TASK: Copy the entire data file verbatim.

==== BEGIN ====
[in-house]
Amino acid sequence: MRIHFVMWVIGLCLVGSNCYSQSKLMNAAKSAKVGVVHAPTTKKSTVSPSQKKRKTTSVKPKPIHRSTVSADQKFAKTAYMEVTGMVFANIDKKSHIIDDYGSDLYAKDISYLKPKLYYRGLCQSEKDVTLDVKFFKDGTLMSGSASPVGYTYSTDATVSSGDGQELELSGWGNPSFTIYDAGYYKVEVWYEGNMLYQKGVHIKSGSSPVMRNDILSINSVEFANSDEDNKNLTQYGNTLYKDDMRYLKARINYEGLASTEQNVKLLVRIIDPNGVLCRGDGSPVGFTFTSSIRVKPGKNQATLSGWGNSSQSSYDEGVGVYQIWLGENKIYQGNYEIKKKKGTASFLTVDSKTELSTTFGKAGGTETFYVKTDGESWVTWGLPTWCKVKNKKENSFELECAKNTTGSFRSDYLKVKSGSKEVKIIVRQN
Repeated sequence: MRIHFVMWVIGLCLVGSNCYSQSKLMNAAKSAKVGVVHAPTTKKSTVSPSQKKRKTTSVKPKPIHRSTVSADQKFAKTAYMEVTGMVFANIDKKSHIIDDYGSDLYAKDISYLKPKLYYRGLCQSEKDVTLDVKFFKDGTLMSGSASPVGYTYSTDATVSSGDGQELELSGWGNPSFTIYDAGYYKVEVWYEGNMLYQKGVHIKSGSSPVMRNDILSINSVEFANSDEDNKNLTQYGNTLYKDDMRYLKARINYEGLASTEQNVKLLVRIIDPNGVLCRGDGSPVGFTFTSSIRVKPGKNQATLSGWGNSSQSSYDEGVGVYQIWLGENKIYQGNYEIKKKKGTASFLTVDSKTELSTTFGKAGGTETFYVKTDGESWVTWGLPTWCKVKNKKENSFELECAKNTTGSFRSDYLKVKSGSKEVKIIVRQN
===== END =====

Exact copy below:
[in-house]
Amino acid sequence: MRIHFVMWVIGLCLVGSNCYSQSKLMNAAKSAKVGVVHAPTTKKSTVSPSQKKRKTTSVKPKPIHRSTVSADQKFAKTAYMEVTGMVFANIDKKSHIIDDYGSDLYAKDISYLKPKLYYRGLCQSEKDVTLDVKFFKDGTLMSGSASPVGYTYSTDATVSSGDGQELELSGWGNPSFTIYDAGYYKVEVWYEGNMLYQKGVHIKSGSSPVMRNDILSINSVEFANSDEDNKNLTQYGNTLYKDDMRYLKARINYEGLASTEQNVKLLVRIIDPNGVLCRGDGSPVGFTFTSSIRVKPGKNQATLSGWGNSSQSSYDEGVGVYQIWLGENKIYQGNYEIKKKKGTASFLTVDSKTELSTTFGKAGGTETFYVKTDGESWVTWGLPTWCKVKNKKENSFELECAKNTTGSFRSDYLKVKSGSKEVKIIVRQN
Repeated sequence: MRIHFVMWVIGLCLVGSNCYSQSKLMNAAKSAKVGVVHAPTTKKSTVSPSQKKRKTTSVKPKPIHRSTVSADQKFAKTAYMEVTGMVFANIDKKSHIIDDYGSDLYAKDISYLKPKLYYRGLCQSEKDVTLDVKFFKDGTLMSGSASPVGYTYSTDATVSSGDGQELELSGWGNPSFTIYDAGYYKVEVWYEGNMLYQKGVHIKSGSSPVMRNDILSINSVEFANSDEDNKNLTQYGNTLYKDDMRYLKARINYEGLASTEQNVKLLVRIIDPNGVLCRGDGSPVGFTFTSSIRVKPGKNQATLSGWGNSSQSSYDEGVGVYQIWLGENKIYQGNYEIKKKKGTASFLTVDSKTELSTTFGKAGGTETFYVKTDGESWVTWGLPTWCKVKNKKENSFELECAKNTTGSFRSDYLKVKSGSKEVKIIVRQN